Fluidigm Corporation creates, manufactures, and markets technologies and tools for life sciences research in the United States and Europe. Fluidigm is one of United States’s small-cap stocks that saw some insider buying over the past three months, with insiders investing in 304,313 shares during this period. Generally, insiders buying more shares in their own firm sends a bullish signal. A research published in The MIT Press (1998) concluded that stocks following insider buying outperformed the market by 4.5%. But these signals may not be sufficient to gain confidence on whether to invest. I’ve analysed two possible reasons driving the insiders’ decision to ramp up their investment of late.
Who Are Ramping Up Their Shares?
Over the past three months, more shares have been bought than sold by Fluidigm’s’ insiders. In total, individual insiders own less than one million shares in the business, or around 1.19% of total shares outstanding. .
The entity that bought on the open market in the last three months was
Levin Capital Strategies L.P.. Although this is an institutional investor, rather than a company executive or board member, the insights gained from direct access to management as a large investor would make it more well-informed than the average retail investor. In this specific instance, I would classify this investor as a company insider.
Is Future Growth Outlook As Bullish?
Analysts’ expectations for earnings over the next 3 years of 35.68% provides a strong outlook going forward which is consistent with the signal company insiders are sending with their net buying activity. Delving deeper into the line items,Fluidigm is expected to experience a healthy double-digit top-line growth next year, which seems to flow through somewhat to its earnings growth of 1.76%. Continued revenue growth combined with cost-efficiency initiatives could lead to even higher earnings growth going forward. If insiders anticipate an improvement in earnings, they may ramp up their shares now before the market has incorporate the full growth potential into the share price.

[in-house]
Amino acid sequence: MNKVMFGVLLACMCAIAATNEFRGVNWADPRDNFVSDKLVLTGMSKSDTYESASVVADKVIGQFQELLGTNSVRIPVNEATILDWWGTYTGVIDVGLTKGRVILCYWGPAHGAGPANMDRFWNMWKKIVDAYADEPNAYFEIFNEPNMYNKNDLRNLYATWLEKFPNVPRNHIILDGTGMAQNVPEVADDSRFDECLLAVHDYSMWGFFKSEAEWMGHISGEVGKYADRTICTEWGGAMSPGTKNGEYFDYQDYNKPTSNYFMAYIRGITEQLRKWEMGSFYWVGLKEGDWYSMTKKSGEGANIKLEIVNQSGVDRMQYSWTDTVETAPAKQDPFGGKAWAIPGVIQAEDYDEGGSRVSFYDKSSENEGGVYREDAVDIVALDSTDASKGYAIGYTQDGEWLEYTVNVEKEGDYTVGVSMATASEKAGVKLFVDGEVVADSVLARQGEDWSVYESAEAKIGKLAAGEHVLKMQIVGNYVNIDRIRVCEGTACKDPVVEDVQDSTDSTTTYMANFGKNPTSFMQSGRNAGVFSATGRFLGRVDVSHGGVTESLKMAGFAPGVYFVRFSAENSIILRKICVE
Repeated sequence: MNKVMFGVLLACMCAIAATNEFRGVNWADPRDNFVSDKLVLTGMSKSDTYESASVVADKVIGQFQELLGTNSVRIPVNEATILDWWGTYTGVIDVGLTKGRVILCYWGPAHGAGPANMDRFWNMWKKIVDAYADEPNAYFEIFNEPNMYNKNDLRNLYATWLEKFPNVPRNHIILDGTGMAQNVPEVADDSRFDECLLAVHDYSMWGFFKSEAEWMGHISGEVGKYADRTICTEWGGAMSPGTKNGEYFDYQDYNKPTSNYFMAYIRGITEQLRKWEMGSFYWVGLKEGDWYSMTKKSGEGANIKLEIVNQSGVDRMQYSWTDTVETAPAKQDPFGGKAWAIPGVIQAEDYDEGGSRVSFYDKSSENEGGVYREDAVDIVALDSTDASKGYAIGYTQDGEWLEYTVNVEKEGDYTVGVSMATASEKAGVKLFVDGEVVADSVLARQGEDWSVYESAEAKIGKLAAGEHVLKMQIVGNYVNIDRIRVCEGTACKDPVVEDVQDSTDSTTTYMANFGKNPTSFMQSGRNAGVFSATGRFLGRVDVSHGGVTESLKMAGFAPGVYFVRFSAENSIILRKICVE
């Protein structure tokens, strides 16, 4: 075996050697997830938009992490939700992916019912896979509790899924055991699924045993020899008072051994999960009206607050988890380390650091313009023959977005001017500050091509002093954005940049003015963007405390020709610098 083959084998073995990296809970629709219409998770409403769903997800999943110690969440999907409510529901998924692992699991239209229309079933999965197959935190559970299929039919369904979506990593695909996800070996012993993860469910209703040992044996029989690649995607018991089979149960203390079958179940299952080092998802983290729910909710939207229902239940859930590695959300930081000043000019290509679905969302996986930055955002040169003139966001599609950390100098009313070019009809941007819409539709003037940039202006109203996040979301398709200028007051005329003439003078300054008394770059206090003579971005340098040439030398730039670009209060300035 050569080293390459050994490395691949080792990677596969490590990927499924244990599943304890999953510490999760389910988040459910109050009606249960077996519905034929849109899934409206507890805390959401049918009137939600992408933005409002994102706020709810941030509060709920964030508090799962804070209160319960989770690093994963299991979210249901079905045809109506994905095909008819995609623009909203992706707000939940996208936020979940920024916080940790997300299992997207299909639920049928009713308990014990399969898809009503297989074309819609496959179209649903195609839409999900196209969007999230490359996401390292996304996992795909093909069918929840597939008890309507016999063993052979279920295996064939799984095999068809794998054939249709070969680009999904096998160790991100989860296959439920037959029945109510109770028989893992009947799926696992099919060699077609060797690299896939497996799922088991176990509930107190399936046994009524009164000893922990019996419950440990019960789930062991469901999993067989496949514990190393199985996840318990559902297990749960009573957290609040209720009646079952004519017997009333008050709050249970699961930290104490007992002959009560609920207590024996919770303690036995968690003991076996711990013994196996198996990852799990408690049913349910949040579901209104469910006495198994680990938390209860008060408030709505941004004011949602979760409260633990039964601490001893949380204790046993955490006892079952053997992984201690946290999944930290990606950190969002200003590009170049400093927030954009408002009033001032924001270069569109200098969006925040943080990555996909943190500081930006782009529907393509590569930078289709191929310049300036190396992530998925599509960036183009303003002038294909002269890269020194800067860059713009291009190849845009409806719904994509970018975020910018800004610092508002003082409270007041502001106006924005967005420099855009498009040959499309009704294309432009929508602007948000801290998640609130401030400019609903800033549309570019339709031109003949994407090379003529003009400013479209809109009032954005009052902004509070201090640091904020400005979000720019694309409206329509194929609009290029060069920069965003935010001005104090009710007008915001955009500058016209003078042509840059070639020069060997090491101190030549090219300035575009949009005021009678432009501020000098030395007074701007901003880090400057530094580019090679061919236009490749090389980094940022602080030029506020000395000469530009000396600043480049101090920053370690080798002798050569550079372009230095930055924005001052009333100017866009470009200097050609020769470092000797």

Did Insiders Buy On Share Price Volatility?
Alternatively, the timing of these insider transactions may have been driven by share price volatility. Volatility provides an opportunity to trade on market inefficiencies when the stock is under-priced compared to the stock’s intrinsic value. Within the past three months, Fluidigm’s share price traded at a high of $6.9 and a low of $5.46. This indicates some volatility with a share price change of of 26.37%. This may not be large enough to warrant any significant purchases, therefore the underlying driver may be the insiders’ belief of company growth prospects or simply their personal portfolio rebalancing.
Fluidigm’s net buying tells us the stock is in favour with some insiders, which is relatively consistent with expected earnings growth, although the share price has not moved significantly to warrant reassessment of mispricing. However, while insider transactions could be a helpful signal, it is definitely not sufficient on its own to make an investment decision. I’ve compiled two essential aspects you should further research:
- Financial Health: Does Fluidigm have a healthy balance sheet? Take a look at our free balance sheet analysis with six simple checks on key factors like leverage and risk.
- Other High Quality Alternatives : Are there other high quality stocks you could be holding instead of Fluidigm? Explore our interactive list of high quality stocks to get an idea of what else is out there you may be missing!
NB: Figures in this article are calculated using data from the last twelve months, which refer to the 12-month period ending on the last date of the month the financial statement is dated. This may not be consistent with full year annual report figures.
To help readers see pass the short term volatility of the financial market, we aim to bring you a long-term focused research analysis purely driven by fundamental data. Note that our analysis does not factor in the latest price sensitive company announcements.
The author is an independent contributor and at the time of publication had no position in the stocks mentioned.